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Citation Information

Type Journal Article - BMC cancer
Title Breast cancer literacy among higher secondary students: results from a cross-sectional study in Western Nepal
Volume 16
Issue 1
Publication (Day/Month/Year) 2016
URL https://bmccancer.biomedcentral.com/articles/10.1186/s12885-016-2166-8
Being the most common cancer among women worldwide, it is vital to be well-aware of breast cancer risk factors, symptoms and curability. However, few studies have reported breast cancer literacy in students using a validated instrument.

A cross-sectional study was conducted among students of grades 11 and 12 from eleven higher secondary schools, one selected randomly from each ilaka of Parbat district. Questionnaire with modified Comprehensive Breast Cancer Knowledge Test was self-administered to 516 students. Knowledge score was categorized into two categories: ‘good knowledge’ and ‘poor knowledge’ taking median score as the cut-off. Chi-square test was used to determine difference in knowledge by socio-demographic factors, including gender.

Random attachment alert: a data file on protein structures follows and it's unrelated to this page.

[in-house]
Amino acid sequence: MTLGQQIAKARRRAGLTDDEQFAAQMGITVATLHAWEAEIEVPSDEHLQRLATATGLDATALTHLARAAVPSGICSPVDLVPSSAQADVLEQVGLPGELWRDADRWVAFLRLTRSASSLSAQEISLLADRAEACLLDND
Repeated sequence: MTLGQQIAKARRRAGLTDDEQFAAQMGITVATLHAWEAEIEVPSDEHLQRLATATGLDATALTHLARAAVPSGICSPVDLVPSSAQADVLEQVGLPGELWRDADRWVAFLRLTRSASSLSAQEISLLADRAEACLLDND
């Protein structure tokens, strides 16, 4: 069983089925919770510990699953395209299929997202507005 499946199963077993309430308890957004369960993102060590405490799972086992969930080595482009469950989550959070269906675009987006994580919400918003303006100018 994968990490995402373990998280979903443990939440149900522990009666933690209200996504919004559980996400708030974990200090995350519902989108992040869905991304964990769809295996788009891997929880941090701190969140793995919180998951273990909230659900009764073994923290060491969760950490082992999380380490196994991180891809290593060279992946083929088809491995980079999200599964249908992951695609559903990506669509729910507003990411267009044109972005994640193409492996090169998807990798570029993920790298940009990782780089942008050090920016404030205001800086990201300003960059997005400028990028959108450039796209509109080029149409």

Only 4.8 % of the students responded correctly to at least half of the items, and 1.4 % did not respond correctly to any of the items on risk factors and curability. Physical exercise was identified as a protective factor of breast cancer by 62.4 % of the students. Presence of noncancerous breast lumps (56.6 %) and being overweight (36.4 %) were recognized as the risk factors. Knowledge of lumpectomy and radiation therapy for treatment of breast cancer was reported by 42.8 % of students, while only 39.0 % were aware of the availability of treatment therapies other than mastectomy. Males were significantly better informed than females (? 2?=?4.02, p?=?0.045). Pain in the breast (23.3 %), change in the shape of the breast (20.0 %) and discharge of pus (14.1 %) were the three most commonly recognized symptoms. Nearly one in two (47.1 %) students indicated that the school curriculum inadequately informed them on breast cancer.

Our study demonstrates poor knowledge on breast cancer risk factors, symptoms and curability among higher secondary school students in Western Nepal. Still, several myths regarding breast cancer persist. Half of the students had the perception that school curriculum inadequately informed them on breast cancer. Future studies should aim at the measures necessary to address the inadequate knowledge, along with the perceived gap in school curriculum.

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